The second area where the royal python is considered sacred was Somanya (Site 20) and the adjacent towns, which together have a population of more than 20,000. The population is composed mainly of Nyala-Krobo, together with some Ga and Ewe. Six clans constitute the Nyala-Krobos. These are the Bornya, Plan, Bunase, Myewe, Ogone and Okper. The royal python is revered, especially by the Bornya clan who are the priests of the Nyala-Krobos. Bornya is made of the villages of Sawer, Okonya, Korlegen, Adzikpo, and Basano. As with Afife they have a python festival at the beginning of the year. The youth of the Christians also have respect for the fetish because it is strongly linked with the annual festival of the Krobos called “Dipo”. “Dipo” is a virginity right and transition to womanhood celebration. The fetish shrine is called “Ayerbida”.
By their tradition, there are certain localities where people are not even permitted to touch or otherwise bother a royal python. It is a taboo to kill one. A royal python entering the house is regarded as a blessing and a libation ceremony has to be performed. The team was given permission to hunt, under the condition that all of the captured pythons would be returned at a later date. This was done, and was the event was covered by Ghana Television (GTV) and the national press (see Annex 3, Articles 6 and 7). Crocodiles are also revered by the Nyala-Krobo, and the team was informed that crocodiles were quite common in the area. The team observed 7 African slender snouted crocodiles (Crocodylus cataphractus) at Danfa, some 40
km to the south-west.
Agomeda (Site 23) occurs to the south of the Somanya complex. The inhabitants of Agomeda are Adangber with an Ewe minority. Here the royal python is also taboo. If a royal python enters a house it is not killed but carried outside to the bush. The Adangber also celebrate “Dipo” during the weeks before Easter. Agomeda was another site used for royal python releases with the GTV.
Ruvell (1996) has reported similar reverence for royal pythons in Benin. This author wrote that the “main temple and python high priest are in Ouidah, Dahomey (the python Vatican so to speak), is an early example of sustainable use and conservation. Grain is stored by villagers in granaries raised on stilts. Rodents are a persistent problem. For at least the last 600 years pythons have been venerated as god, with local priests exhorting villagers to bring them into the villages as sacred animals where they are kept in a kind of religious farming. No python worshiper would ever harm a ball python or think of eating one. The village python collections and their offspring keep the rodent population down and protect the village grain stores. The python cult is so strong that the Portuguese in the 17th century built a cathedral directly across the square from the python temple. Sustainable use may be a difficult concept for some today, but the Dahomeans in their corner of Africa have been practising species protection through value for hundreds of years to their advantage and that of the pythons.”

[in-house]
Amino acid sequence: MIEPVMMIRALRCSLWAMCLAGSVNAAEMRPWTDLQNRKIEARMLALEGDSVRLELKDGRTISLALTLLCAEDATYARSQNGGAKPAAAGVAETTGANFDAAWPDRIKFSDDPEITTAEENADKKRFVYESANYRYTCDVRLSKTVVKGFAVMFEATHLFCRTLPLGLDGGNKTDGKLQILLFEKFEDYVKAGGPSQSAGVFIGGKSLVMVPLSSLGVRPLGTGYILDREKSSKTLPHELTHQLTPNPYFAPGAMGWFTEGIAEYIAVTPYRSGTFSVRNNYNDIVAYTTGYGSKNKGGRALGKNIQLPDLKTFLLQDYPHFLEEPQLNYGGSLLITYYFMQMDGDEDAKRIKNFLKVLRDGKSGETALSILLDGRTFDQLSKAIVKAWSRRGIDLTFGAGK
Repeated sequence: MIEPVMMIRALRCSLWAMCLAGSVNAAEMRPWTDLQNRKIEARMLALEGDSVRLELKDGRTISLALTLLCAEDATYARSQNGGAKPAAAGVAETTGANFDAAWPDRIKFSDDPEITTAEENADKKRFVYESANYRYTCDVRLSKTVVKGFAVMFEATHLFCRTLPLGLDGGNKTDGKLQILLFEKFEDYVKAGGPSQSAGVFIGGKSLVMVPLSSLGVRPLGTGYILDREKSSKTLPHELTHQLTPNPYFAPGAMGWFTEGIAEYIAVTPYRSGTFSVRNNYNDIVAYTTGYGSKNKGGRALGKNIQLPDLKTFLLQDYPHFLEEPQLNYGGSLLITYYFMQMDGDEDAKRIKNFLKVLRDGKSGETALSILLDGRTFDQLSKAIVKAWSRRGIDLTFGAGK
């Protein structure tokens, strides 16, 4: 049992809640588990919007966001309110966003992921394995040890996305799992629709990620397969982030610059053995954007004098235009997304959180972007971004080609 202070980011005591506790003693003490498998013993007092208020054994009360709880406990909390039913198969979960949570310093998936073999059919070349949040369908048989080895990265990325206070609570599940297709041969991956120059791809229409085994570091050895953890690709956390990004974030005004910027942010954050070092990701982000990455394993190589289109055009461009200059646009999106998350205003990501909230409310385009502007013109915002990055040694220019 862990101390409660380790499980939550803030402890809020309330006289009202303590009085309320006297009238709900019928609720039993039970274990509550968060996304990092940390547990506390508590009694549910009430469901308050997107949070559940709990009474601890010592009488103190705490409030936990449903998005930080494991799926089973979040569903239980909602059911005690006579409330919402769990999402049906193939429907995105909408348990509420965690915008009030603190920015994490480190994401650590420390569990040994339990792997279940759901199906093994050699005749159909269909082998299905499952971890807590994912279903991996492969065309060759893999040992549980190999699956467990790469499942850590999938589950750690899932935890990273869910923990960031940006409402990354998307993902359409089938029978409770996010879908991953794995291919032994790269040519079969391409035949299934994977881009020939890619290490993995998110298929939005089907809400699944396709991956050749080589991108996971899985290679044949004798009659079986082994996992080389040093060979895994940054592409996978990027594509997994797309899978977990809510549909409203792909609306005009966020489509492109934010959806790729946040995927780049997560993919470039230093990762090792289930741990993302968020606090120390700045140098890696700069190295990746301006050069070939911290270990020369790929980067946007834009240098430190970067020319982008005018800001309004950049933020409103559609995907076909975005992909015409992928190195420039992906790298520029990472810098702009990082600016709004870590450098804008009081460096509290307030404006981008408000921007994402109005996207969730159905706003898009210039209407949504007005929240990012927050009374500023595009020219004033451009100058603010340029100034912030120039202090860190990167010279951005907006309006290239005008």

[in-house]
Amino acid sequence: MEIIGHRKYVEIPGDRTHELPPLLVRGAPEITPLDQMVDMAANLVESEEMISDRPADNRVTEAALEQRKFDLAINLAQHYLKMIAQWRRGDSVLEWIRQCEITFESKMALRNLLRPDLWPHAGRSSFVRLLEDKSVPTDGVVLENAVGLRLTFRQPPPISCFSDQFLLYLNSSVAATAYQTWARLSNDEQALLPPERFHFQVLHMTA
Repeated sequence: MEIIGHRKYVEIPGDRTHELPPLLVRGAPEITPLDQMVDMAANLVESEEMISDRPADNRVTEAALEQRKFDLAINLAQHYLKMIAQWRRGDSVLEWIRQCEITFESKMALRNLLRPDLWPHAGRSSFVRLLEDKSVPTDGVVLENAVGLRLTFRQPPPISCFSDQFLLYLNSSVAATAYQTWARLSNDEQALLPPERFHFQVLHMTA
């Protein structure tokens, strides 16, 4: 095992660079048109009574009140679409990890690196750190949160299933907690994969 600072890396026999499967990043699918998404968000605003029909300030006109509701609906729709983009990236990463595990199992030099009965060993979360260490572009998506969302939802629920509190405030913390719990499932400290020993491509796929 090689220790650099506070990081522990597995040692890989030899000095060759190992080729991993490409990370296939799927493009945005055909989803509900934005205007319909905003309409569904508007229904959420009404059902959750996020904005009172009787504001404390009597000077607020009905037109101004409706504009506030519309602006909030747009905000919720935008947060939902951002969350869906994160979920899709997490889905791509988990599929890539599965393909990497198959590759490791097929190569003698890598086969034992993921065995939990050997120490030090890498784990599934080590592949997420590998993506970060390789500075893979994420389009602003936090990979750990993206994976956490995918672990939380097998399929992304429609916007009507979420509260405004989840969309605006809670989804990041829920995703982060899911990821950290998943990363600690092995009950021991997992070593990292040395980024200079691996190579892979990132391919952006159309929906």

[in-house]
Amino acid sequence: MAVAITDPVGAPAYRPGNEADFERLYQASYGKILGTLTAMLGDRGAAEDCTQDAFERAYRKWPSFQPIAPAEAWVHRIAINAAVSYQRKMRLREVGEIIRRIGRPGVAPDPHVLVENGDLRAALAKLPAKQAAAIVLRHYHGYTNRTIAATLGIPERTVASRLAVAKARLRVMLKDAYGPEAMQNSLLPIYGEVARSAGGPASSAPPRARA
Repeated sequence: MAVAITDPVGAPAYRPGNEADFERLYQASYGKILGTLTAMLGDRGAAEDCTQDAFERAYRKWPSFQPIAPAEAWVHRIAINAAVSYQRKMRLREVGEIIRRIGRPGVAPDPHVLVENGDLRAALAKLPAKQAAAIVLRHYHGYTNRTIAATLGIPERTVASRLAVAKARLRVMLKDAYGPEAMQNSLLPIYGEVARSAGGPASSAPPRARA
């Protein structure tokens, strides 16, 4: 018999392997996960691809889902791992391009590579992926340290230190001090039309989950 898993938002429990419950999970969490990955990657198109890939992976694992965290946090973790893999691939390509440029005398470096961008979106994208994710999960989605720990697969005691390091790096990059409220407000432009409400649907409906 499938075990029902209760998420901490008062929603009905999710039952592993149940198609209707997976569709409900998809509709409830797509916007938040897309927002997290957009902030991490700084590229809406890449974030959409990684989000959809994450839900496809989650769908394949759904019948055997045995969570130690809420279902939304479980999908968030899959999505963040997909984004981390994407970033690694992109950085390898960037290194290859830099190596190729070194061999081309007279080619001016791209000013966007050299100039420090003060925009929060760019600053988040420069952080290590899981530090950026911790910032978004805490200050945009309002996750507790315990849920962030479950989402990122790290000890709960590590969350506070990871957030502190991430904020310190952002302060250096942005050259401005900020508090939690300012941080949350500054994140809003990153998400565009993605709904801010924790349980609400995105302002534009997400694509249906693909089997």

thank you very much for this great note and research on royal python in ghana. i will love to know more about the survey you have done and if there is any way you can kindly help me with some books or journals that will be very useful in my survey of snakes. i am currently working on snakes survey in asubima forest reserve of ghana and i need works done on snake surveys. i will love to be assisted in the literature review and so much that is needed for this work to be complete.
i am in the kwame nkrumah university of science and technology finishing my 4 year degree course in bsc natural resource management.
This post has 24 feedbacks awaiting moderation...
Leave a comment
|« Where's the boat at?||Snake Superstitions »|